Five Ways to Use the Pareto Principle in Work-Life

I am a big fan of the Pareto Principle (the 80-20 Rule) and have applied this in many areas of my work and life for some interesting outcomes. Whether it is in performance management, team management, relationships or home, one question helps me direct my energies and time – where should I focus first to get 80% of the desired results? As most of us have learnt the hard way, it is not enough to work hard, we have to work “smart”. True productivity comes from separating the urgent from the important, and the unimportant from everything else. From reducing the details and then detailing out the details. Not everything needs to get done. And fewer things need to get done now. There is an imbalance in efforts and results in almost all areas of life and identifying the crucial “20%” that brings you satisfaction/sense of achievement/happiness helps in identifying where 80% of your efforts should go in. This is where the Pareto Rule comes in useful.

The Pareto principle (also known as the 80–20 rule, the law of the vital few, and the principle of factor sparsity) states that, for many events, roughly 80% of the effects come from 20% of the causes. [Source : Wikipedia]

Here are five areas where applying this rule of thumb can help in saving time and energy to  concentrate on what really matters :

1)    To-Do List of the day :

Estimate a value on a scale of 1 to 10 (1 – least impact, 10 – highest impact) in terms of positive results (goal achievement or satisfaction) against each of your tasks for the day – email, customer calls, reports, household stuff. Next, estimate the tasks by amount of effort needed on the same scale of 1 to 10. Divide the results by the amount of effort to get a “priority” ranking. What 20% of the tasks listed contribute to 80% of the goals you seek to achieve? Concentrate on these tasks first in your most productive period of the day.

2)    Problem Solving :

Pareto Analysis can really help in identifying the most critical problem to solve as well as the level of criticality. Identify and list problems and their causes. For ex. If the problem is to improve profits (my favourite one), list all root causes (you can use the 5 Whys method) and then score them on their impacts (e.g. magnitude of cost). Focus on finding a solution to the problem with the highest score. Thus, the improvements or solutions can be prioritized in the areas that need them the most.

3)    Passion :

In life there are certain “activities” you do (your 20%) that account for the greatest (your 80 %) of your happiness and satisfaction. These activities are the ones that we feel most passionately about. The key, once you have identified your passions, is to be very careful of the time spent on those 80% activities that produce little satisfaction for you. No one really benefits (definitely not you) if you are not happy or passionate about what you are doing. Apply Pareto to not only find your passions but also pursue them by comparing the results against the efforts you need to put in.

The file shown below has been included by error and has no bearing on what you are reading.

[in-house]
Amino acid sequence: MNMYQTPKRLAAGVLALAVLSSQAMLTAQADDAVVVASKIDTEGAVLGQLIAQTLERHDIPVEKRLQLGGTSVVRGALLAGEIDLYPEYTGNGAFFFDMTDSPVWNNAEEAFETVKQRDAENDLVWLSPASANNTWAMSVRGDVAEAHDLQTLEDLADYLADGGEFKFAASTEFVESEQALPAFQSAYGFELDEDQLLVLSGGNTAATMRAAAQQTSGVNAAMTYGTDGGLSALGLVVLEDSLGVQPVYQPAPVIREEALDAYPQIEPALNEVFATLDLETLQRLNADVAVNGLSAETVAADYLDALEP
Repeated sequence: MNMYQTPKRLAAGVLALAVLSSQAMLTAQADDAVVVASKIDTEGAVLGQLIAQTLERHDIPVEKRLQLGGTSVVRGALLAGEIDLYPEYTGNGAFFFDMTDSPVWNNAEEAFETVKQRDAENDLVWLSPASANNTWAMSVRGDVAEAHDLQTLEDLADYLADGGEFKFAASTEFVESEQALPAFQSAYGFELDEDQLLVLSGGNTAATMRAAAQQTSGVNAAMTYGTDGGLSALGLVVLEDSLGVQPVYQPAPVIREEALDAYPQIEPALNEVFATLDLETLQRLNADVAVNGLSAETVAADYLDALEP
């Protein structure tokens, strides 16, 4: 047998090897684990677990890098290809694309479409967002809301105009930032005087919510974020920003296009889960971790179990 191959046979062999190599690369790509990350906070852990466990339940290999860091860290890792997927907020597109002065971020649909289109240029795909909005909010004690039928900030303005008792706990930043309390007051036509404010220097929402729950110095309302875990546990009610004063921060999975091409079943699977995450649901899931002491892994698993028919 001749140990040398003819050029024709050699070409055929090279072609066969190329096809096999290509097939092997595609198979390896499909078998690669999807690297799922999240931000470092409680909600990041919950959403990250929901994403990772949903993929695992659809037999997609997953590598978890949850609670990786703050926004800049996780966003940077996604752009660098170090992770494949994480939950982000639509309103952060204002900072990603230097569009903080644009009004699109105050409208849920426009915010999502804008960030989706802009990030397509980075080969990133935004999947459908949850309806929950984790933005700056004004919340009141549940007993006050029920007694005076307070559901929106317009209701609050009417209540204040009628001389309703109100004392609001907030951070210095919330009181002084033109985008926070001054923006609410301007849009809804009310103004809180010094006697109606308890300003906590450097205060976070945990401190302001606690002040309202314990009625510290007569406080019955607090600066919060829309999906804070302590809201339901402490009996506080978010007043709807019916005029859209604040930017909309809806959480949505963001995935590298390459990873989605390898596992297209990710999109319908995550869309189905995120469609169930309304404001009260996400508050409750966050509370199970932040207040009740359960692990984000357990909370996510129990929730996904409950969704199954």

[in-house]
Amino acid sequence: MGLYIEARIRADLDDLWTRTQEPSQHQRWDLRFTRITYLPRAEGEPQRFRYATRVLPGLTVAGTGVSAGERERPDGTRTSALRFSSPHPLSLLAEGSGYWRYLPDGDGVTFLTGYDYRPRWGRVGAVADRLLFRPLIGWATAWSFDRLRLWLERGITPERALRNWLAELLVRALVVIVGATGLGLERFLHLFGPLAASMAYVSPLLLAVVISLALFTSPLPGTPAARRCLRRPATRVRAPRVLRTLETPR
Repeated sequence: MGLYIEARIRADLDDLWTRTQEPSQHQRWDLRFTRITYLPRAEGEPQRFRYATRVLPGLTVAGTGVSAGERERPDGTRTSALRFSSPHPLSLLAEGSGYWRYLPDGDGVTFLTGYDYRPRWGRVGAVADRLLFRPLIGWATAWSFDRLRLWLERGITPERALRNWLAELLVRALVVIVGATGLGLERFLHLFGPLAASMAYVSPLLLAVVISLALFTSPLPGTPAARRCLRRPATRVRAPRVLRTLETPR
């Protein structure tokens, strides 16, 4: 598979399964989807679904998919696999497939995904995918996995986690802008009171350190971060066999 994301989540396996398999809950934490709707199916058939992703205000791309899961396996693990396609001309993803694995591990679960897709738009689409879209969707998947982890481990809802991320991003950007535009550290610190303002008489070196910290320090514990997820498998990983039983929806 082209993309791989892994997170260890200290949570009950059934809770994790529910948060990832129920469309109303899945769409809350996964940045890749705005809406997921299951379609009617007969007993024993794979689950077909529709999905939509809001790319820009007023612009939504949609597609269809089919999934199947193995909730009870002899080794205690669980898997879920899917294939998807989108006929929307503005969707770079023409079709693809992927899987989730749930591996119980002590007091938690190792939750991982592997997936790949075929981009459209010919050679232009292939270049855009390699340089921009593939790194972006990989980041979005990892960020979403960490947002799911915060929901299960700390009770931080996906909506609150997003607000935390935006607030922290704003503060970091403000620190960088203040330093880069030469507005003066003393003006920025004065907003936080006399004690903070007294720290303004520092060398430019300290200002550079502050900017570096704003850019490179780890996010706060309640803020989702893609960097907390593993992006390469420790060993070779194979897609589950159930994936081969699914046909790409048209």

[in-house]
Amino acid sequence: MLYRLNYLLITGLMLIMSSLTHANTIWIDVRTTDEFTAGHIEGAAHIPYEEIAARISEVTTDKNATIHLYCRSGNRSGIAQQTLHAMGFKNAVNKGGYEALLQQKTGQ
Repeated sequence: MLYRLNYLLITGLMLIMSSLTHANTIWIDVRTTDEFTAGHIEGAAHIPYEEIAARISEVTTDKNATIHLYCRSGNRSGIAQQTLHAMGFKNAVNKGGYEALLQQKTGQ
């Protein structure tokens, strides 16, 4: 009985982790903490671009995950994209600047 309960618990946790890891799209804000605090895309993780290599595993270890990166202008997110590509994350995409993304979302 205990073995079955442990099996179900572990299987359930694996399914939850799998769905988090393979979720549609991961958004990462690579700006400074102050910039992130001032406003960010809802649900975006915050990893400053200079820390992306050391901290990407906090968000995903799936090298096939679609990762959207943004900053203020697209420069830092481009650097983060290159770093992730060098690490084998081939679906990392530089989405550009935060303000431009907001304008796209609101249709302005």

4)    Relationships :

20% of the people you know give you 80% of your joy and support. Observe your friends, office colleagues and social circle. Where are you investing your time and energy more? Compare that to the amount of stress or joy you are getting in return. Are you letting the whiners and complainers at work consume all your time and energy leaving you with very little to spend with the people who make you happier ? Time to apply the Pareto, then.

5)    Cut the Clutter:

Most people only use 20% of what they own on a regular basis. A good part of the other 80% is things we used in the past or we think we may use in the future. This basically means that about 80% of our possessions just sit around every day, doing nothing more than gathering dust or occupying space. Take a look at your desk, cupboard, files on your computer – if you have not used something in the past year, it is highly unlikely you will ever use it. Lighten your load – throw, delete, donate that 80%.

As Richard Koch says in his book “The 80/20 Principle: The Secret to Achieving More with Less” –  The unspoken corollary to the 80/20 principle is that little of what we spend our time on actually counts. But by concentrating on those things that do, we can unlock the enormous potential of the magic 20 percent, and transform our effectiveness in our jobs, our careers, our businesses, and our lives.

Have you used the 80/20 Rule in any area of your life ? What is the most creative way that you can think of to achiever greater personal productivity using the Pareto principle ? Where else have you observed the effect of this thumb rule ? I would love to know.


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  2. Nathalie Villeneuve

    Great article! I recently re-read “The 7 Habits Of Highly effective People” by Steven R. Covey…I truly loved to re-discover the quadrant principals. It’s amazing how much time we spend on things that are urgent but not important…and often on things that are not urgent and not important! The Pareto Principle is new to me but it resemble the Covey’s quadrant to me… I will look at it more closely as I think it a great want to be so much more productive! Thank you for sharing 😉

    1. Suchitra Mishra

      Hello Nathalie,

      Thanks so much for dropping by and leaving your views here. Yes, I too can see some similarities between Stephen Covey’s amazing principles and the Pareto rule.

      I have found it very effective in helping me focus on things that are really important and not just urgent – so often we just keep busy as opposed to being productive… Do remember to come back and share your experiences on whether Pareto worked for you too.

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